New York State has always been a leader in children’s health coverage. New York currently has an insurance rate for children of more than 97 percent, and all children under the age of 19 are eligible for health insurance regardless of immigration status. New York State also has a Medicaid eligibility level for school-aged children of 149 percent of FPL (about $30,000 for a family of three) through 2019, which is greater than the federal minimum eligibility under the ACA. However, even with these many steps in the right direction, Black and Hispanic or Latino children remain more likely to be uninsured than other New York children. Cuts to Medicaid and reduction of the federal Medicaid eligibility level would be a huge step backward and only serve to exacerbate existing health inequities for New York’s children.
Albany, NY – Health Care for All New York (HCFANY), a statewide coalition of over 170 consumer advocacy organizations, expressed great dismay at the passage of the American Health Care Act (AHCA). Despite unprecedented opposition from constituents, House Republicans voted to take health care away from 2.7 million New Yorkers, abandon Americans with pre-existing conditions to hopelessly underfunded “high-risk” rationing pools, slash Medicaid, and raise health care costs for all families by up to 20 percent.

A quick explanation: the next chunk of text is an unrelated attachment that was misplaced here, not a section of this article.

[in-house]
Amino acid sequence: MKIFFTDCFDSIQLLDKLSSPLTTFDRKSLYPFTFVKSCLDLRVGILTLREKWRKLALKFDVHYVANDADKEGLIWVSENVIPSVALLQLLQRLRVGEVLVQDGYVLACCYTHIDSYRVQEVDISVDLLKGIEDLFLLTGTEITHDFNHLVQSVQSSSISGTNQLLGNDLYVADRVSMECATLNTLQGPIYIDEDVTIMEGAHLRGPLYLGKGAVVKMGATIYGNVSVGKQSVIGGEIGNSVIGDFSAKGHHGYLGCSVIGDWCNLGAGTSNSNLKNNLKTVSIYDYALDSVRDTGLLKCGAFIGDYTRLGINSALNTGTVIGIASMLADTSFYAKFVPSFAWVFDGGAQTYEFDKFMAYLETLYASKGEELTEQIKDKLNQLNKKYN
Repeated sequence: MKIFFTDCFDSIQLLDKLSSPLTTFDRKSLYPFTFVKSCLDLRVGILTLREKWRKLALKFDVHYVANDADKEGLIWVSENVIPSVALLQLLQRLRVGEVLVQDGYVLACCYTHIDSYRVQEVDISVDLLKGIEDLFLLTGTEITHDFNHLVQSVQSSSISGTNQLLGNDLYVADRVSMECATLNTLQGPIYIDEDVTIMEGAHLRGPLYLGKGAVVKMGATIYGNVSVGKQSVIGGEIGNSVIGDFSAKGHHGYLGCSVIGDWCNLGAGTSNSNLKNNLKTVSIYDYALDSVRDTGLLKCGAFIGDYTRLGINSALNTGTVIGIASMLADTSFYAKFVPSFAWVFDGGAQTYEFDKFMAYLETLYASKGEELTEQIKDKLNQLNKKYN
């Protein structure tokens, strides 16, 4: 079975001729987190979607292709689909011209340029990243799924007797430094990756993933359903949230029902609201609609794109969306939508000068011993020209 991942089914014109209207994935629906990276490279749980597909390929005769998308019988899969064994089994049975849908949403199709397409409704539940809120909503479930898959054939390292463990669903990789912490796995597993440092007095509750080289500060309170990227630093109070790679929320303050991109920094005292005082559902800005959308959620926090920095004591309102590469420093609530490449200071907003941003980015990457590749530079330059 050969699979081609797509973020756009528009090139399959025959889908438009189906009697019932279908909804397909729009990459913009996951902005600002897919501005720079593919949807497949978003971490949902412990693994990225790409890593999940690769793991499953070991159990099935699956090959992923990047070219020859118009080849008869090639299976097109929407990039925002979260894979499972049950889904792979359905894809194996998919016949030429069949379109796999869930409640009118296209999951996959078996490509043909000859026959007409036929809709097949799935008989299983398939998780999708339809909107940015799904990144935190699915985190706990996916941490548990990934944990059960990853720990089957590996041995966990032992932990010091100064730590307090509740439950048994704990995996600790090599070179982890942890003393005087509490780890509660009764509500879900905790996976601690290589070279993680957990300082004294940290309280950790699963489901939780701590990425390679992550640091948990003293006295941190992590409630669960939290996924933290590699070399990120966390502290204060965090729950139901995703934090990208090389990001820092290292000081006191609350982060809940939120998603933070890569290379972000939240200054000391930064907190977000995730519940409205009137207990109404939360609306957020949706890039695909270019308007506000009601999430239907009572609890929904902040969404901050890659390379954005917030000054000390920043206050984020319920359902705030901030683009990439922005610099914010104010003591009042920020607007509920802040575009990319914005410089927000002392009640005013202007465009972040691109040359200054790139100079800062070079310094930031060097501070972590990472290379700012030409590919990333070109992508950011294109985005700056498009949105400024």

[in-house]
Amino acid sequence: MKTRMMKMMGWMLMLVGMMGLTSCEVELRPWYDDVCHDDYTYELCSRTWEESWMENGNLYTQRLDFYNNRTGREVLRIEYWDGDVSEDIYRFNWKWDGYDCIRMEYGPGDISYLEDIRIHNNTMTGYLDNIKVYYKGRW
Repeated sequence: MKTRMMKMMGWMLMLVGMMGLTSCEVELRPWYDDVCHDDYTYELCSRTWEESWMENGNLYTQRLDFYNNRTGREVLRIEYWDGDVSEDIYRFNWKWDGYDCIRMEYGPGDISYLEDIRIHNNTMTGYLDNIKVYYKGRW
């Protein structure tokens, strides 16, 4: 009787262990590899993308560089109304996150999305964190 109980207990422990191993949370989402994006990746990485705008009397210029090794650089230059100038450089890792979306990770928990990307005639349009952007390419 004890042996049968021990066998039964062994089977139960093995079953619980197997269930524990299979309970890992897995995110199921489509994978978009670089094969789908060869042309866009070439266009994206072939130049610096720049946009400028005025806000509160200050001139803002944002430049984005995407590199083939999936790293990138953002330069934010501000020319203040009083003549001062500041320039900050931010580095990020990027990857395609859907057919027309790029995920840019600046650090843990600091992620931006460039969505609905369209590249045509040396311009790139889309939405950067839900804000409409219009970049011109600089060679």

The passage of the AHCA threatens the high quality affordable health coverage offered to millions of New Yorkers through the New York State of Health marketplace, including the Essential Plan, individual commercial plans and Medicaid. The Affordable Care Act allowed 3.6 million New Yorkers to get health insurance by revitalizing New York’s individual market, increasing the number of people eligible for Medicaid, and creating the Essential Plan. The Medicaid program provides affordable care to six million New Yorkers who cannot afford private insurance. Over a third of the New Yorkers covered by Medicaid are children, while most of the spending on the program provides care to the elderly and people with disabilities. The AHCA’s cap on Medicaid will mean devastating cuts for New York’s most vulnerable.